Brazil Logistics Improve - 3

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By Alastair Stewart
DTN South America Correspondent

SAO PAULO, Brazil (DTN) -- Brazil's grain transport and port logistics has coped well in 2016.

With new port capacity due to come on line in the next few years, Brazil hopes to have put the years of massive soybean truck lines and long loading delays behind it.

"We want to promote farm exports and we will push the port and transport infrastructure will allow us to achieve that," said Neri Geller, executive secretary at the Brazilian Agriculture Ministry.

THE FUTURE IS NORTHERN EXPORT CORRIDORS

While this year's performance has been driven by improvements at the southern ports, the key to long-term growth is the development of the northern export corridors through the Amazon region to northern coastal ports.

These routes will allow for the development of grain production along the northern frontiers of the Cerrado, which are over 1,000 miles away from southern ports and will be grain specific and therefore more efficient.

Heavy investments by trading companies in northern port installations have allowed shipments to rise dramatically over the last two years, reaching 20 million metric tons (mmt) in 2015, according to government data.

A series of new terminals are due to open over the next couple years, specifically at Miritituba where eight barge terminals are being constructed to take Mato Grosso soybeans up to sea ports along the Amazon. Meanwhile, terminal capacity will expand at Bacarena, Santarem and Itaqui ports, among others.

"We will be seeing the addition of new capacity every year. The northern ports are turning into a joined-up export corridor," said Edeon Vaz, head of Movimento Pro-Logistica, a farmer-lobby group on logistics.

The investments across the northern export corridors will translate into a 16 mmt increase in soybean shipments, or a 30% overall rise, by 2025, predicts Rabobank.

That needs to happen as Brazil's soybean and corn acreage continues to grow.

Geller forecasts that Brazilian grain planted area will grow by 5 million acres or more in the upcoming 2016-17 season amid what appear to be super-attractive margins.

Meanwhile, Brazil has over the last couple of years solidified its position as a leading corn exporter.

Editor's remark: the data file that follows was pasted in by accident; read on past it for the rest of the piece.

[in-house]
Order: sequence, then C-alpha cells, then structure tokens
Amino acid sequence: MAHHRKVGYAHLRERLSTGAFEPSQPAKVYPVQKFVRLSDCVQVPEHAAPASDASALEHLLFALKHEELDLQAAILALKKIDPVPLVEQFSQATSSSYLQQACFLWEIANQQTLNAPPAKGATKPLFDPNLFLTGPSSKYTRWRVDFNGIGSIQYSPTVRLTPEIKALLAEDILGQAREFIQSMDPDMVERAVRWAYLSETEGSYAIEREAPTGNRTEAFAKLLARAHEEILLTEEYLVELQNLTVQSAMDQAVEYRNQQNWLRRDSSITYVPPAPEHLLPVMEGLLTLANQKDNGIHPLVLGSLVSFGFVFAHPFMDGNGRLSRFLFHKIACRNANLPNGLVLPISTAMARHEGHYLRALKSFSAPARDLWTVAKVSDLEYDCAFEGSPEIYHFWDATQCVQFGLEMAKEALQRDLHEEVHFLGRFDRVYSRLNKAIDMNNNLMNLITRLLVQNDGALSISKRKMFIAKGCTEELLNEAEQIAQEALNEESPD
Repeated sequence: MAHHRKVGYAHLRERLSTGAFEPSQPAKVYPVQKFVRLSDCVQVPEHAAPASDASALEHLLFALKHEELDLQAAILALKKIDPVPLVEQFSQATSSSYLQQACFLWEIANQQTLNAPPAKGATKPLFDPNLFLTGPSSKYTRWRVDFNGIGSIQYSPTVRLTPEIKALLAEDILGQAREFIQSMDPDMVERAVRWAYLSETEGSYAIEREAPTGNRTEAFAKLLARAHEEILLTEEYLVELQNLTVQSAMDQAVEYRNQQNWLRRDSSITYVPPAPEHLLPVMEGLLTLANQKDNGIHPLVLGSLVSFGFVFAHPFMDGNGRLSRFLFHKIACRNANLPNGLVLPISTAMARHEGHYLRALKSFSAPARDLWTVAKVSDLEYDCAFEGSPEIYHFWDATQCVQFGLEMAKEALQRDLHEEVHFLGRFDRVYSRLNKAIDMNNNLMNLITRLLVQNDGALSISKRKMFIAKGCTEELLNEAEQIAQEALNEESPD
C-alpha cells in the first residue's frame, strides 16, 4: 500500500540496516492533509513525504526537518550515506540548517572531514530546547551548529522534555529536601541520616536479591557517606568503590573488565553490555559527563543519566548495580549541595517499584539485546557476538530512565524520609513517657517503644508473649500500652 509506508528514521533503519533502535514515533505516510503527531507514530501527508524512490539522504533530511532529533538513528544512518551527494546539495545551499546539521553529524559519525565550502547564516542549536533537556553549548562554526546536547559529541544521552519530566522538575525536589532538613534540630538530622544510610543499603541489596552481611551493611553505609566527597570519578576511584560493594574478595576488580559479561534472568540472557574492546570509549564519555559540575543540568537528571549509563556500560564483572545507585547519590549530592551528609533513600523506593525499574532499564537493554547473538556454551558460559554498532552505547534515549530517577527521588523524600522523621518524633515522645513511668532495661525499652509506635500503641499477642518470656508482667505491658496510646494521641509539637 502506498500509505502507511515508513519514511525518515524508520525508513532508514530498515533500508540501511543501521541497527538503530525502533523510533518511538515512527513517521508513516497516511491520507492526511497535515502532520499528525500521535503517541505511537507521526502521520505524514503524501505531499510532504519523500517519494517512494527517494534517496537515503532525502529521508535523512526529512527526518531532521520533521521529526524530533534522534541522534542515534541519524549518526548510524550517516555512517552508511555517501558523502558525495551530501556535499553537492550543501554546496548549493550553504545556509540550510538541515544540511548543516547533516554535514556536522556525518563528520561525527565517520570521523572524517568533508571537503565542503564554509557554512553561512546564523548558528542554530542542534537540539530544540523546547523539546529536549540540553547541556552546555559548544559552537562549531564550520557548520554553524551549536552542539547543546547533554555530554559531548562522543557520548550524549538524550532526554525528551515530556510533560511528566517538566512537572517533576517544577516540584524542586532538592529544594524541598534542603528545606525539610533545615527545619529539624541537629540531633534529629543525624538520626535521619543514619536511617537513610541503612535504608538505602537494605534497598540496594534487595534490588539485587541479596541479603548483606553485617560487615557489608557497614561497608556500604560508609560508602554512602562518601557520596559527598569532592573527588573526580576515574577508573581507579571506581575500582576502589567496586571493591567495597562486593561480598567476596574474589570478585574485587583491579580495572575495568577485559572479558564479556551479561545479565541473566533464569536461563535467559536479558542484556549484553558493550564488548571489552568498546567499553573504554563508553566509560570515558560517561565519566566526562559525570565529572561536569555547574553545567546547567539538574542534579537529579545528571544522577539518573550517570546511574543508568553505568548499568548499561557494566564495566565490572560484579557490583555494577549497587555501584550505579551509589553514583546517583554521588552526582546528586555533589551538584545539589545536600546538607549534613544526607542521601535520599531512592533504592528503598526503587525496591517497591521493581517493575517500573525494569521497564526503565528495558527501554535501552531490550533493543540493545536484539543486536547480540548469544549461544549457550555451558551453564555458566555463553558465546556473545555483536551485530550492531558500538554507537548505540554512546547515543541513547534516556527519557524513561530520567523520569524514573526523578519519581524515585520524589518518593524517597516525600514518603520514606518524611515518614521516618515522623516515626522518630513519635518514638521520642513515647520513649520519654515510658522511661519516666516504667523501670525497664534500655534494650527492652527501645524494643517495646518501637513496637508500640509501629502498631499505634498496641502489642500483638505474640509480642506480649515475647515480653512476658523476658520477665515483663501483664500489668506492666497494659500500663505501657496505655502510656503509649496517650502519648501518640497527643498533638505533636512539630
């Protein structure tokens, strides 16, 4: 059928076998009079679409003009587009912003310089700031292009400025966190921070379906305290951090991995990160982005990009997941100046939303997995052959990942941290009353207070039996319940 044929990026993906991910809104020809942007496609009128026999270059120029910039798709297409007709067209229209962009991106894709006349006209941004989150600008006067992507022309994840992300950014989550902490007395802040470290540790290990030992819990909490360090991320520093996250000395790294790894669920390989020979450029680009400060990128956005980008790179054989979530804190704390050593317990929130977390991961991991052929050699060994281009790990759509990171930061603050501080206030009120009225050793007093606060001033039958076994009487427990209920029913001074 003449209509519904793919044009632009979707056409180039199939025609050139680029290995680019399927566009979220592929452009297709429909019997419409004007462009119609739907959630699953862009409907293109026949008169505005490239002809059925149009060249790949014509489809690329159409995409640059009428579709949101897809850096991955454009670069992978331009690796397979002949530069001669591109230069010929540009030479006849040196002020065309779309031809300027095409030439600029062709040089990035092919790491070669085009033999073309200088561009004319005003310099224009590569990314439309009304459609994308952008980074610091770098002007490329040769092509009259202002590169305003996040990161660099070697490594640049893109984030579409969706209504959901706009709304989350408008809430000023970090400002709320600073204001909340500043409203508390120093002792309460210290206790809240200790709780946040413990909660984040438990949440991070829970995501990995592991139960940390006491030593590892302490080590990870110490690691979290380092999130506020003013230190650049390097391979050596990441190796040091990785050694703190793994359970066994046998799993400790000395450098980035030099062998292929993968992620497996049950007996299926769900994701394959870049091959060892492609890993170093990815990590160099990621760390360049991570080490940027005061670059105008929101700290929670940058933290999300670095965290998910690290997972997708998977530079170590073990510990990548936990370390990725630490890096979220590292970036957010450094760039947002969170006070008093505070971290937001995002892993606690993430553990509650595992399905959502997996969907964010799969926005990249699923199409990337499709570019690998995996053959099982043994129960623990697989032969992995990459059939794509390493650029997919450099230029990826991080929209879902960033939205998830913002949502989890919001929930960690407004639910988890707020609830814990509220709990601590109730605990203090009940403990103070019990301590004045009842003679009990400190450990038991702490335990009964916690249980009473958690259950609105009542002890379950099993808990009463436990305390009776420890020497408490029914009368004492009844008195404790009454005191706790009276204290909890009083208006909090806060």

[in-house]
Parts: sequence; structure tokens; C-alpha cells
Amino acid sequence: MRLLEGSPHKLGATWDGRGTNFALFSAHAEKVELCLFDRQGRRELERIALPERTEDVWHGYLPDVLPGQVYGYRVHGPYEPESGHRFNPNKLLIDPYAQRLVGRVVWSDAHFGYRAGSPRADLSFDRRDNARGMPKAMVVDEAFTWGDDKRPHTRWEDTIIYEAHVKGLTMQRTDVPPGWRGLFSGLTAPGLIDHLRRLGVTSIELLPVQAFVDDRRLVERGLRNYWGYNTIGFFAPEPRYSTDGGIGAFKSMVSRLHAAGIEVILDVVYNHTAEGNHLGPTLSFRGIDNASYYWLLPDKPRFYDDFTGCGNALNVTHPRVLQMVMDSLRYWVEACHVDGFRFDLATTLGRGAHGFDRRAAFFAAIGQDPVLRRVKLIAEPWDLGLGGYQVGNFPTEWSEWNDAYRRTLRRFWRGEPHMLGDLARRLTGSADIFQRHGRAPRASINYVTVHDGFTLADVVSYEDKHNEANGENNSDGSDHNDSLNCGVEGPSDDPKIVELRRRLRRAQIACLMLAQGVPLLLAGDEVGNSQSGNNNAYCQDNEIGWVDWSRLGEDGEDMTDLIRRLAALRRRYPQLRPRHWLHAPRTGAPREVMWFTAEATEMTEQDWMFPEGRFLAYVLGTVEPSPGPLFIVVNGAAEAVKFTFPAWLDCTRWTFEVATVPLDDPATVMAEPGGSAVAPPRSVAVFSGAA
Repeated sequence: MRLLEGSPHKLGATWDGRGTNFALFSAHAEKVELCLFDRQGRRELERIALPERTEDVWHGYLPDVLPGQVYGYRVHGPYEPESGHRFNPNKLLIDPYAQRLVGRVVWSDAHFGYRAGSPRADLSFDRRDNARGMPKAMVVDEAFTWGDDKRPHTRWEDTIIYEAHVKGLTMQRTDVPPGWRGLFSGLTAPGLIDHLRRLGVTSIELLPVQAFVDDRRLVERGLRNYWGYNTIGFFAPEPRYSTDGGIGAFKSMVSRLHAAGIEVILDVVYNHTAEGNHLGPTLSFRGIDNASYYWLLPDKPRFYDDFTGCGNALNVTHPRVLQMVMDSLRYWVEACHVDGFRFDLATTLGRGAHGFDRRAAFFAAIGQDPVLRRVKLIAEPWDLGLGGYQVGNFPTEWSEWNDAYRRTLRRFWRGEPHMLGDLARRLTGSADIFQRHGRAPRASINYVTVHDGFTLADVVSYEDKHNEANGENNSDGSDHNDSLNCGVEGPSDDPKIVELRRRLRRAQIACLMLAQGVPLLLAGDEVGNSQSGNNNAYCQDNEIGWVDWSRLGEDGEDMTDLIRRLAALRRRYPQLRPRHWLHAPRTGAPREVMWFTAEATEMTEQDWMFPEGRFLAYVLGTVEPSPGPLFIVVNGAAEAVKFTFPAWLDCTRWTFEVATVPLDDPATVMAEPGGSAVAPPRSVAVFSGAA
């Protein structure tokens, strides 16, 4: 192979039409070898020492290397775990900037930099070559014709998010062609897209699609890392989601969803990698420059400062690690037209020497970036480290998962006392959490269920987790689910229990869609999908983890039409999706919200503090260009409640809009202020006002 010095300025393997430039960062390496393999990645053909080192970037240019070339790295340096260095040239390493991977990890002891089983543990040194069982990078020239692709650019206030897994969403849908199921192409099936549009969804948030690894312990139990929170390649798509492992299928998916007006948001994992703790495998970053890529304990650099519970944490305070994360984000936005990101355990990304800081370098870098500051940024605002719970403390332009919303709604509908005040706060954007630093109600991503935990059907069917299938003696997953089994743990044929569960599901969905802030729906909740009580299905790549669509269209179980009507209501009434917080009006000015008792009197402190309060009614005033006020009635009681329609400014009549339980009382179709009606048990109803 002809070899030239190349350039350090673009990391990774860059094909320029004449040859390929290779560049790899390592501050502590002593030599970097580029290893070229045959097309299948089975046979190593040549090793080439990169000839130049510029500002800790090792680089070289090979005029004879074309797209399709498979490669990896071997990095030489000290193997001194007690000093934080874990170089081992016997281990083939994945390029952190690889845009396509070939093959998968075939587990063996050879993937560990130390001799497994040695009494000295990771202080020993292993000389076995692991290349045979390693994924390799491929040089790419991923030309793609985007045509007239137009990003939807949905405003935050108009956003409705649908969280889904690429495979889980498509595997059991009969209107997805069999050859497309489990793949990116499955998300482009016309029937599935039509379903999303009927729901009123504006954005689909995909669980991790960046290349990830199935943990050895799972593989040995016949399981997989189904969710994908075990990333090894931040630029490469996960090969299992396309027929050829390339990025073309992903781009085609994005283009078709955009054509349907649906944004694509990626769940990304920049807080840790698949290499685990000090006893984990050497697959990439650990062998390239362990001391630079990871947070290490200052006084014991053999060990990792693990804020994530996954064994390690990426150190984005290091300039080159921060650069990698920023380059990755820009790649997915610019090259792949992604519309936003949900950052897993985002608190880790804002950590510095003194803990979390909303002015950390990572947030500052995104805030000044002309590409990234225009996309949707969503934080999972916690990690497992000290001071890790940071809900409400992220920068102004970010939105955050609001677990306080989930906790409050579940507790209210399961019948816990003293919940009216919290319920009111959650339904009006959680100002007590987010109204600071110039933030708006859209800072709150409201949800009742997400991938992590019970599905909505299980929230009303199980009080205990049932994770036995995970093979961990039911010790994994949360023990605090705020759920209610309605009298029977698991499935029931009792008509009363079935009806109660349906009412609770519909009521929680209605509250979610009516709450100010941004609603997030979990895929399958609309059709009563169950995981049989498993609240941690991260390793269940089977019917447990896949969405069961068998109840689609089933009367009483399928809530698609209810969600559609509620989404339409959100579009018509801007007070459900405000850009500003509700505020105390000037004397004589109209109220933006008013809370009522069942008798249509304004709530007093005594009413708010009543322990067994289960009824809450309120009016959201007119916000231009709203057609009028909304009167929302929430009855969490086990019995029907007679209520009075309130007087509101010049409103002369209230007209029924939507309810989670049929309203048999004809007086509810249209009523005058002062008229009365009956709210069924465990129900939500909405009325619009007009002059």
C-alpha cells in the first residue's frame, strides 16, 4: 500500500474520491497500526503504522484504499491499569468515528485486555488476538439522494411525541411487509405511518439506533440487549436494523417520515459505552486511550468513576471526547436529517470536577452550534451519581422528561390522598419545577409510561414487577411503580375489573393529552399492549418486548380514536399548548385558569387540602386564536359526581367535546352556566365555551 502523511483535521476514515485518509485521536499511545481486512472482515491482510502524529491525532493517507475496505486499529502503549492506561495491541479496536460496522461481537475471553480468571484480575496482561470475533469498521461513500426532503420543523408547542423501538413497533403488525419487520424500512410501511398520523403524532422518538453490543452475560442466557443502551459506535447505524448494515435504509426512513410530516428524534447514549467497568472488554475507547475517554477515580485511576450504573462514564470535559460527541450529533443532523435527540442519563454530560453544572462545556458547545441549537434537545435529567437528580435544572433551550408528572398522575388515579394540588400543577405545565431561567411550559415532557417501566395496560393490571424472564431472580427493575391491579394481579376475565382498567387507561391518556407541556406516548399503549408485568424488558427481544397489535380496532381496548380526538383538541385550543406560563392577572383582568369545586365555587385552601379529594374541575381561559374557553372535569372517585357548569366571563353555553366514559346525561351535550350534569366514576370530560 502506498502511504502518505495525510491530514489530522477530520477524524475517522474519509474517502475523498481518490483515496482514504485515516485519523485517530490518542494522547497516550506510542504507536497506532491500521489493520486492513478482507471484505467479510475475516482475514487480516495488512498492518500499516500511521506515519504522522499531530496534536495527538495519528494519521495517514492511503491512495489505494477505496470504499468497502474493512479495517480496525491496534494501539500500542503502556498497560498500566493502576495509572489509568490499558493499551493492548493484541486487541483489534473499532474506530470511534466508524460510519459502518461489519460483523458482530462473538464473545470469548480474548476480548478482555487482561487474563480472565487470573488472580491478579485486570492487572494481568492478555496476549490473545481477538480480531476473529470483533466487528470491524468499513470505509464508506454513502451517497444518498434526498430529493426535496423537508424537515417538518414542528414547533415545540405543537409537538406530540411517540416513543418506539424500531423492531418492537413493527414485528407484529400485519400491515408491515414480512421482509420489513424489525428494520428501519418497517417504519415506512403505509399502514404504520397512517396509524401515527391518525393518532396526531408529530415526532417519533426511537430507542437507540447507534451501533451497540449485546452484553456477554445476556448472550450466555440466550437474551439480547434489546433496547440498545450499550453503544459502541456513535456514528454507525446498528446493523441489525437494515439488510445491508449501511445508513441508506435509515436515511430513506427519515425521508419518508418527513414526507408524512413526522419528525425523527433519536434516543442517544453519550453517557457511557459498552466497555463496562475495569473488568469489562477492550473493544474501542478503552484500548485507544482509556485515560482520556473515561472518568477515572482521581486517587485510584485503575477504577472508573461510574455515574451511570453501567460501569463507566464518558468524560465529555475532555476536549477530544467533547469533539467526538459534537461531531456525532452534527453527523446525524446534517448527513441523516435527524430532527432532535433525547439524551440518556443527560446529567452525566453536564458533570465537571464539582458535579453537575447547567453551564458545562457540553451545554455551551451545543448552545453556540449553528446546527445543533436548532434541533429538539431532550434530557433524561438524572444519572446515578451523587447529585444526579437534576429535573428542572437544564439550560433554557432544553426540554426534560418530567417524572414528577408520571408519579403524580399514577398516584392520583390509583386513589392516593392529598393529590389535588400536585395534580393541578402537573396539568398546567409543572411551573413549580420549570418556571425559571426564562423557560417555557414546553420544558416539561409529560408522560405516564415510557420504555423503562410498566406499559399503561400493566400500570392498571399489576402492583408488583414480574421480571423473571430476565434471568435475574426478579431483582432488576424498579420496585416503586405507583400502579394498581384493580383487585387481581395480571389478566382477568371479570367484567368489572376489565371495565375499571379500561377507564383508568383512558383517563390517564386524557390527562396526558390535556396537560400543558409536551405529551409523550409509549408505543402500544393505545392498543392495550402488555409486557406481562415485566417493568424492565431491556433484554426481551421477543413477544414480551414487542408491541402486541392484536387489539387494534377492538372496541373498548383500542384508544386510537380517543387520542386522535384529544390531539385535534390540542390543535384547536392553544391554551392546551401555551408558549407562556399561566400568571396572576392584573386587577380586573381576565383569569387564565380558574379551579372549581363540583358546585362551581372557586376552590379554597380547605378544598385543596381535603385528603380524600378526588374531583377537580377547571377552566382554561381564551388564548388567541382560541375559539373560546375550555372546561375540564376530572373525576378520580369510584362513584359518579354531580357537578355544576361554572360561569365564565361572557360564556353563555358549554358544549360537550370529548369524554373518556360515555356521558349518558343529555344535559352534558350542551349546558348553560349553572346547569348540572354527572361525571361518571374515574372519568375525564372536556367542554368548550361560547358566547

CHALLENGE IS CONTINUED LONG-TERM EXPANSION

Therefore it is important to maintain the momentum and ensure new northern export capacity continues to come through the pipeline.

The single biggest threat to that is the political and economic instability currently cursing Brazil.

In May, Congress opened impeachment proceedings against President Dilma Rousseff, who was replaced by her running mate, Michel Temer.

With impeachment likely to be confirmed, Temer is outlining his plan to boost the economy, which is in the middle of one of the deepest recessions in its history.

The good news is a key part of the plan is to stimulate private investment in logistics by cutting red tape.

However, this plan took an early hit when early this month the government was forced to suspend the tender auction for six new grain port terminals in the northern state of Para amid concerns that there would be no proposals.

It isn't that nobody is interested, but the economic and political situation is so turbulent, and credit so hard to come by, that investors are not willing to take the plunge.

Brazil needs to stabilize and establish credibility before exporters begin investing again, noted Pro-Logistica's Vaz.

Meanwhile, the downturn in the economy and the perilous state of government accounts has forced the Temer administration into austerity measures, with dire consequences for the infrastructure budget.

One of the first casualties is the completion of the paving of the BR-163 highway that links Mato Grosso and Miritituba and Santarem.

However, farm leaders are confident that the government will seek to push through projects in the medium term.

"Agriculture is one of the few parts of the economy that is growing. The government will seek to foster it," said Sergio Mendes, executive secretary at the Brazilian Cereal Exporters Association (ANEC).

That is vital for logistic to remain the Brazilian grain sector's biggest issue.

The new routes will bring down sky-high grain freight costs of exporting from the northern reaches of the Brazil's grain belt. It can cost three times more to transport grain to port from the interior of Mato Grosso than from Iowa.

But the current projects will not lead to a paradigm shift in freight costs. For that to happen, projects to barge grain straight out of Mato Grosso via the Araguaia and Tapajos rivers or to create new rail links from the Cerrado to port have to be implemented.

"There are a lot of plans, but not many of them are actually economically viable," said Renato Pavan of Macrologistica, a logistics consultancy.

The seasonal nature of grain exports means that a lot of these projects only work in conjunction with mining operations, as minerals guarantee yearlong cargos, he explained.

Alastair Stewart can be reached at astewartbrazil@gmail.com

(ES/SK)